Wealthy Considering Buying 'Survival Condos' in Nuclear Missile Silos Amid Coronavirus Outbreak
Starting at $1.5 million, the condos are designed to sustain 75 people for more than five years, the company says
As the coronavirus continues to spread around the world, people are beginning to consider what their near future may look like and where they might be living.
The condos, designed to sustain 75 people for more than five years, are available to buy starting at $1.5 million, according to their website, which has reportedly piqued the interest of many since the virus has been declared a pandemic.
“I’m saving lives,” Larry Hall, the developer and owner of Survival Condos, told the New York Times in August, prior to the worldwide emergency, in a story titled “A Boom Time for the Bunker Business and Doomsday Capitalists.”
Bigger units may cost anywhere from a minimum of $3 million to $4.5 million and can range from 50,000 to 300,000 square feet, according to their website. The option of customizing an entire silo complex for a single buyer is also available at an additional price.
“We believe that given the present worldwide economic conditions, historical disaster evidence, and the obvious signs of global climate changes; that it is prudent to have a ‘disaster plan and shelter’ in place should a need for it occur,” Larry Hall, the developer and owner of Survival Condos, wrote on the website.
“Our designs include planning for: physical protection, psychological design considerations, advanced technology, and the concept of an extended family with diverse backgrounds,” Hall continued.
The structure was initially built by the U.S. Army Corps of Engineers in the 1960s amid the Cold War era to “withstand a nuclear explosion,” according to the website.
At the time, only 72 Atlas “F” missile bases were built, but even though they were eventually abandoned, they are still considered to be “one of the strongest structures built by man” today, the company said.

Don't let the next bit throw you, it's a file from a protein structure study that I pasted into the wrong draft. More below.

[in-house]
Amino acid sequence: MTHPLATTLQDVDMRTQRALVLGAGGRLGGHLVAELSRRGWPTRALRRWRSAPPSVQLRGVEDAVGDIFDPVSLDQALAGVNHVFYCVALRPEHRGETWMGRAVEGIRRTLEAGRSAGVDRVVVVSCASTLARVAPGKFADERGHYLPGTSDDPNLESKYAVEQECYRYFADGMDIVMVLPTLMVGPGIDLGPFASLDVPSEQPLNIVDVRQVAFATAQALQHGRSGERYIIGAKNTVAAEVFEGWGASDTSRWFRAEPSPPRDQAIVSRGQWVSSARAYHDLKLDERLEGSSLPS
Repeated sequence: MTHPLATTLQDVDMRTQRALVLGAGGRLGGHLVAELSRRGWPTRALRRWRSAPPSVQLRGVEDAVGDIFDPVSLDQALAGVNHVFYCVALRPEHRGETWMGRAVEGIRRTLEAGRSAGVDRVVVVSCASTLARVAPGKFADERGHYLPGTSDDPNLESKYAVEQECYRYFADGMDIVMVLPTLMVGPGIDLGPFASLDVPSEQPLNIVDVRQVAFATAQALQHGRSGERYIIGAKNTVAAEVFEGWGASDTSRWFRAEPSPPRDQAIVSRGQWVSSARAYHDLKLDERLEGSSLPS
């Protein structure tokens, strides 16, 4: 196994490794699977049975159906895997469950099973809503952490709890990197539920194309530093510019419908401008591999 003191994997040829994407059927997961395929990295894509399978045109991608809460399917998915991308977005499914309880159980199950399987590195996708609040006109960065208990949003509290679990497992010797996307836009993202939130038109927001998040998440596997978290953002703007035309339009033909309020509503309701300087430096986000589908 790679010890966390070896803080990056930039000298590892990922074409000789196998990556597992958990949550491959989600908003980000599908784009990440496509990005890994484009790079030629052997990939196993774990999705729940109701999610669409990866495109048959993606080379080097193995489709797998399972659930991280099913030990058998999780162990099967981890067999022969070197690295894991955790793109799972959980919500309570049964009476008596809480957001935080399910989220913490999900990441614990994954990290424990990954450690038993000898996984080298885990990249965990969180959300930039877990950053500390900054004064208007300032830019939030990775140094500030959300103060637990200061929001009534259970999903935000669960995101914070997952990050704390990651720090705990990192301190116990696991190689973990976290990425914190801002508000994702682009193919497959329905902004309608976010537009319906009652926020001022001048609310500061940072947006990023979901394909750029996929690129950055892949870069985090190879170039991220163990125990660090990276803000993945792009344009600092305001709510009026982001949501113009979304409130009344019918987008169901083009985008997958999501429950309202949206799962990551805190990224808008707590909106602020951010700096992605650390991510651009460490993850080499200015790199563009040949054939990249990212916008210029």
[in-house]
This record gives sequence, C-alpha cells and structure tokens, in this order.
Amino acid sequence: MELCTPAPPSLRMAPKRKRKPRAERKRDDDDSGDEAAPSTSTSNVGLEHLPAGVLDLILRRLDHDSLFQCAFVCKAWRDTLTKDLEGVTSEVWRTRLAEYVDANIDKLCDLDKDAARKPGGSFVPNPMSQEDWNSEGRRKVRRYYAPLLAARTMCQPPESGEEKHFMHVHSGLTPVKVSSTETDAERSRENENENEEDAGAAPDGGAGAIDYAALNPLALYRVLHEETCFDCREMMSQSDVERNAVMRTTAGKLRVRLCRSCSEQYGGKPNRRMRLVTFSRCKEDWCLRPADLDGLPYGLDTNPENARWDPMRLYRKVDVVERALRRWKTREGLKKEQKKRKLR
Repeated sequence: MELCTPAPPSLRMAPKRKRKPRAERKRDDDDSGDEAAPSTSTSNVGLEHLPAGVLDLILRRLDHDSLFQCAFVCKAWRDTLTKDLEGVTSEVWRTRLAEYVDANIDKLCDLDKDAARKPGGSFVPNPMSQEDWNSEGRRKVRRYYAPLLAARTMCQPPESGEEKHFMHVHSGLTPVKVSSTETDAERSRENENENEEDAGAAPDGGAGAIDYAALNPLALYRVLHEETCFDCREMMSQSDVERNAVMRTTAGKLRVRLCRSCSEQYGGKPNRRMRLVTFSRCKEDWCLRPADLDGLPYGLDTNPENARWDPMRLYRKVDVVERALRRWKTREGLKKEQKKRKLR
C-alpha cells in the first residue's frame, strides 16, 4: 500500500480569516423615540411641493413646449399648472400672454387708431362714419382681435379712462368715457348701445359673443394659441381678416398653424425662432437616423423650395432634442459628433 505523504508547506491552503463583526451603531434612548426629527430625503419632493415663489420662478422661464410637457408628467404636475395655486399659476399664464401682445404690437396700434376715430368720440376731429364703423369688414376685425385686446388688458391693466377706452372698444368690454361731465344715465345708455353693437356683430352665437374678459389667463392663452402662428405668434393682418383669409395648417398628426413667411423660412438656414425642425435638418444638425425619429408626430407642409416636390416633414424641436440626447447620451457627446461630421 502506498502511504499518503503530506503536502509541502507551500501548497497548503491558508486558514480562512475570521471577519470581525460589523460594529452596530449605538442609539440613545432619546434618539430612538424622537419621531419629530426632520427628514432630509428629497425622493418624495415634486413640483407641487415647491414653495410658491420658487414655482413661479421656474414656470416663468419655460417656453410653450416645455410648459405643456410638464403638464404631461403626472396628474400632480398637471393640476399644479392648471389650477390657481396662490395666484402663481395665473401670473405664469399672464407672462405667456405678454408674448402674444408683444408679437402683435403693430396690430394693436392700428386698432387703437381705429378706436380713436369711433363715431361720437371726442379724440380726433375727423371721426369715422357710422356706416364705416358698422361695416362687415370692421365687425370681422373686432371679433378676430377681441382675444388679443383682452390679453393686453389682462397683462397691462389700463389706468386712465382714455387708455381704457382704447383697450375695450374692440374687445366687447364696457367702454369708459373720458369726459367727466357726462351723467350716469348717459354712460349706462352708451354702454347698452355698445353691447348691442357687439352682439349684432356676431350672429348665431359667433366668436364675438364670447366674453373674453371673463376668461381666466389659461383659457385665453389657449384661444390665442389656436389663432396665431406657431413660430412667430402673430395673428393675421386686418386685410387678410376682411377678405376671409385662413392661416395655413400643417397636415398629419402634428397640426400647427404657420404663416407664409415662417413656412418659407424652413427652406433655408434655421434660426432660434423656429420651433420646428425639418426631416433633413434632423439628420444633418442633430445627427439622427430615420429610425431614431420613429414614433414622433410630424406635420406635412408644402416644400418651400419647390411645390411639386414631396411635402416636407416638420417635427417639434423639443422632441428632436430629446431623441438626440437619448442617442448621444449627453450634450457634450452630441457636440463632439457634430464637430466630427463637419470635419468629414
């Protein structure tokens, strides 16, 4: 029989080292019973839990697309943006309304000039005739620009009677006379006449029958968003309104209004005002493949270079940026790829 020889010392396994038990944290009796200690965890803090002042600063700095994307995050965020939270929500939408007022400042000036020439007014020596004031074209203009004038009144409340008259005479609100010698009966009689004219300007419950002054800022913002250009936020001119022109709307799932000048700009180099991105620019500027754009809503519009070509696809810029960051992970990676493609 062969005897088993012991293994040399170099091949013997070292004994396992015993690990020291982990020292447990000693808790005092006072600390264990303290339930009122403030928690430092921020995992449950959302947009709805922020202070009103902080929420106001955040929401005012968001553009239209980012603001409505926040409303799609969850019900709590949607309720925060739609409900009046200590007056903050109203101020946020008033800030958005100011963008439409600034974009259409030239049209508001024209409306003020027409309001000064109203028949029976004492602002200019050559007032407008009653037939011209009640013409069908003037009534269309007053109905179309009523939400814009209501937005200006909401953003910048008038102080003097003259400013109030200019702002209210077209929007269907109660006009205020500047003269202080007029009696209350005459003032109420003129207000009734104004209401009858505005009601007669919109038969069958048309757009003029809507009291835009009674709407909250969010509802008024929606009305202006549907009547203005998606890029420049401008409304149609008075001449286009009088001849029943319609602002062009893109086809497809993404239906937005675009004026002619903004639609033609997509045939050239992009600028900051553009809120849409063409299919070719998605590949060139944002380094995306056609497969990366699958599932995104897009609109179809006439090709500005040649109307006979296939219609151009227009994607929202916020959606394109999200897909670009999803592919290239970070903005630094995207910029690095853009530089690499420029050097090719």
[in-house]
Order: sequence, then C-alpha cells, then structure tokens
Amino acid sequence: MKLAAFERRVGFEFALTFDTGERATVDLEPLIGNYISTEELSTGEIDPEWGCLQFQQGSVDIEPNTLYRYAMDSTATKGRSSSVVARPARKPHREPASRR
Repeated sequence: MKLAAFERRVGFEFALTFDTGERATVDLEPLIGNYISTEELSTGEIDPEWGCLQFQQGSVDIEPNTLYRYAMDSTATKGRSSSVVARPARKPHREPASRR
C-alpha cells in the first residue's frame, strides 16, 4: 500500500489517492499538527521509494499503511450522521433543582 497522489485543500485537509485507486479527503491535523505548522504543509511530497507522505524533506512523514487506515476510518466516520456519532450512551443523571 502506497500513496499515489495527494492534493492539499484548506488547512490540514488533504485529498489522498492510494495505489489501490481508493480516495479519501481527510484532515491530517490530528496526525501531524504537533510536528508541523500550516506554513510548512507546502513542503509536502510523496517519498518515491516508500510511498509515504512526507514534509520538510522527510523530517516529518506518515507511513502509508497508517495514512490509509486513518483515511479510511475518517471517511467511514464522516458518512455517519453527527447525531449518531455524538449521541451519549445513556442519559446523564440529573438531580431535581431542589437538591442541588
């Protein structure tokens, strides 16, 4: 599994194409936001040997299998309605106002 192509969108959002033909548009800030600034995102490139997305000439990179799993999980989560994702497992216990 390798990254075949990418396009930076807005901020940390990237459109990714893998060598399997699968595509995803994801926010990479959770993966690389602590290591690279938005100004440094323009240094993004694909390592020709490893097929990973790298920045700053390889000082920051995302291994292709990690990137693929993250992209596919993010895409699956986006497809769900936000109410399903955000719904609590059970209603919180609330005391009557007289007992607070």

In 2008, Hall teamed up with the state of Kansas and discovered that the silos could be a livable space, and has been working on cleaning them out and renovating them ever since then, according to Vice.
“Our facility has undergone years of cleanup and monitoring by the Environmental Protection Agency and has been granted a ‘clean bill of health’,” Hall stated on his website. “The facility has had all the missile infrastructure removed and we are now down to the clean shell.”
The new design includes a monolithic dome on top of the missile silo, which has the ability to withstand winds up to 500 mph — a number that is nearly double the winds that the most powerful F5 tornadoes could produce at 300 mph, the site states.
A special type of concrete with an epoxy additive was also used in the design to make the walls in the large condo between 2½ to 9 ft. thick for added strength, according to the company.
“There are two underground structures, one two-story and one fourteen-story structure,” the website reads. “Together there is just over 54,000 square feet of underground, nuclear-hardened, protected space.”
When it comes to units, there are four options: a Half-Floor layout (900 square feet), designed to accommodate three to five people, a Full-Floor layout (1,820 square feet), designed for six to 10 people, the penthouse, and the customizable option.
Each condo is equipped with state-of-the-art technology, stainless steel appliances, and access to facilities, including an indoor pool and spa, gym, library, classroom, medical center, and digital weather station.
In addition, the facility has an air supply filtered with nuclear, biological, and chemical (NBC) filters, a three-source water supply and reservoir system with purification abilities, and a military-grade security system.
All units also come with a five-year supply of freeze-dried and dehydrated survival food per person, a washer-dryer, “virtual windows” that show a video of the current outdoor world, and come fully furnished and professionally decorated, according to the website.
Prior to the coronavirus outbreak, Hall told Vice that sales on his underground condos were slow, due to the lack of interest and high price.
But now, things are beginning to change, with Hall explaining that one person purchased a unit four days after only seeing it online and others are quickly following suit.
He also noted that his second Survival Condo, which is reportedly located at an undisclosed Atlas silo site in Kansas and is expected to be even larger, is already sold out.
“We’ve never had this many people schedule site tours in such a short period of time,” Hall told Vice. “There are a record number of requests to tour the facility. It’s unprecedented and we’ve noticed a sense of urgency and a seriousness that wasn’t there before.”
“The mission is to protect residents from a whole wide range of threats,” Hall added of his facilities. “Everything from viral or bacterial threats and chemicals to volcanic ash, meteors, solar flares, and civil unrest.”